Black-hole binary tests supernova theory

May 16, 2024

Observations of a newly discovered binary star system combined with advanced models of stellar collapse have provided key insights into the formation of stellar mass black holes. A team of international researchers at the Max Planck Institute for Astrophysics and the Niels Bohr Institute (NBI), University of Copenhagen, conclude that massive black holes can form without a bright supernova explosion. The energy from the collapse is carried away mainly by lightweight neutrino particles with only small asymmetry, leading to a small natal kick for the black hole.

For decades, we have known about the existence of binary star systems in the Milky Way, where one of the stars is a black hole. “The discovery of black-hole binary VFTS 243 in our neighbouring Large Magellanic Cloud was extraordinary, and the system itself is remarkable,” says Alejandro Vigna-Gómez, who was a postdoctoral researcher at NBI when the detection of VFTS 243 was announced, and is now based at the Max Planck Institute for Astrophysics (MPA). The binary system consists of a star with 25 times the mass of the Sun and a companion black hole 10 times the mass of the Sun.

Supernova Explosions

Stars that are several times more massive than the Sun end their lives in powerful and luminous explosions known as supernovae. The collapse of the dense metal core of the massive star releases a large amount of energy, mostly in neutrinos, while the outer layers of the star are expelled into outer space. This material can amount to many times the mass of the Sun and is ejected with velocities of hundreds to thousands of kilometres per second, leading to large-scale asymmetries of the ejected matter that we also observe in the remnants of the explosions.

These asymmetries and mass ejecta directly affect the very dense remnant at the core, the newly formed neutron star, which experiences a recoil – a natal kick – that can abruptly change its velocity. There is plenty of evidence of these natal kicks for neutron stars, as we observe them moving at large speeds throughout the Milky Way. However, for the most massive compact objects known, black holes, these natal kicks are not well understood. Such stellar black holes form in the collapse of massive stars, in particular when the explosion does not succeed and the in-falling matter collapses onto itself.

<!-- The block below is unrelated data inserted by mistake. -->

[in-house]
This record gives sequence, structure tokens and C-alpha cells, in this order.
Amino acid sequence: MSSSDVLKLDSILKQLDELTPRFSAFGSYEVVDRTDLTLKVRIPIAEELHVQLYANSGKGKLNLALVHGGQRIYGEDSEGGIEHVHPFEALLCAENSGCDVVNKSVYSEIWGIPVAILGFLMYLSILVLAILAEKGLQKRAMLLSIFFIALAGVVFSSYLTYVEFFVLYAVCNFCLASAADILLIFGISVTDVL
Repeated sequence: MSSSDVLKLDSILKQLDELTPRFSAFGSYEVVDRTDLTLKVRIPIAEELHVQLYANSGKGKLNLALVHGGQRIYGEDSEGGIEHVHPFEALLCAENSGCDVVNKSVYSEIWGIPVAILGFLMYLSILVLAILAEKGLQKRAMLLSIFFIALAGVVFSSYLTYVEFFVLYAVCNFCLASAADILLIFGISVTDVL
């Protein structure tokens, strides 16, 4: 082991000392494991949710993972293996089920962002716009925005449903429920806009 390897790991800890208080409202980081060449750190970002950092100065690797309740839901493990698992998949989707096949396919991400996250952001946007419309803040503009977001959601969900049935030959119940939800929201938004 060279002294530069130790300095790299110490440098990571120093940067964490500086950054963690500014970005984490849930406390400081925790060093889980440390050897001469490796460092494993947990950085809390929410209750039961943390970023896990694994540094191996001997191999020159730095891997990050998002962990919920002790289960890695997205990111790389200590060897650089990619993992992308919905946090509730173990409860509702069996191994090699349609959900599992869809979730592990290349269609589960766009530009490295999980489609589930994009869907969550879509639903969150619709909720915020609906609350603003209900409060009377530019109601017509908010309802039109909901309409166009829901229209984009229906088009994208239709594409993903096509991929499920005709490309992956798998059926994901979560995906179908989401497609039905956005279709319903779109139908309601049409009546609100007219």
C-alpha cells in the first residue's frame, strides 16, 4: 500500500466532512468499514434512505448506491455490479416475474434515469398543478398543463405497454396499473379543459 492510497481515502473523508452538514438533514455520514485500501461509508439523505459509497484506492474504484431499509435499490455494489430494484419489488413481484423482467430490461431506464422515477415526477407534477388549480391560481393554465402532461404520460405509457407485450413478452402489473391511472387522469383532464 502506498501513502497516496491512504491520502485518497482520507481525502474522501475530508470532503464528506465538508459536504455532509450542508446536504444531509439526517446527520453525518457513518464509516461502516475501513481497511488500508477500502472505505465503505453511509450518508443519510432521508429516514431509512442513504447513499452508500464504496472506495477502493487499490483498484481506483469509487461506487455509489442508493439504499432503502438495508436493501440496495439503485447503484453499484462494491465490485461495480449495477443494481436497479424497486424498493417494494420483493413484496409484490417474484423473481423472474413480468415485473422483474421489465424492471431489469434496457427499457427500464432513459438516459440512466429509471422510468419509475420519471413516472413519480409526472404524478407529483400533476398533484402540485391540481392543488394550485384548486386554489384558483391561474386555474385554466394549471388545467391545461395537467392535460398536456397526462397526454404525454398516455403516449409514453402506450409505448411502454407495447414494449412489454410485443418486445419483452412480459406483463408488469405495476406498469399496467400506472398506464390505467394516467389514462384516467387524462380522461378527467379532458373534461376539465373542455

The recent discovery of “disappearing” stars suggests that a large fraction of collapsing massive stars form black holes without any explosion, which unlike the bright supernovae we cannot observe. However, it is unclear how much mass these stars lose during black hole formation, or how large their natal kicks are. If the massive star directly collapses into a black hole, no baryonic matter is ejected, and energy is predominantly lost via neutrinos. “VFTS 243 has allowed us to test this scenario,” says Vigna-Gómez.

Collapse scenario

The team explored the complete collapse scenario for the black hole binary VFTS 243, where a star ten times more massive than the Sun in its final stage had concluded its life-cycle via an implosion. With state-of-the-art models of stellar collapse developed at MPA, they calculated the effects on the orbit of a binary star system during the black hole formation. In the complete collapse scenario, the huge gravitational binding energy released during black hole formation is exclusively carried away by the weakly interacting, neutral, and lightweight particles known as neutrinos.

“Probing the physical processes that take place in the deepest interior of collapsing stars is extremely difficult and only possible under special circumstances,” says H.-Thomas Janka, supernova theorist at MPA. “The black hole observed in the binary system VFTS 243 is such a special case,” adds Daniel Kresse, postdoctoral researcher in Janka’s group. “It allowed us to conclude, for the first time, that neutrinos are emitted nearly equally in all directions when the massive progenitor collapsed to form the black hole.”

Our study is a prime example of the synergy between theory and observations,” concludes Vigna Gómez. “Combining advanced numerical models of stellar collapse with the principles of supernovae in binary star systems, allowed us to obtain crucial insights into the complete collapse scenario, in particular proving that massive black holes can form without an explosion.”

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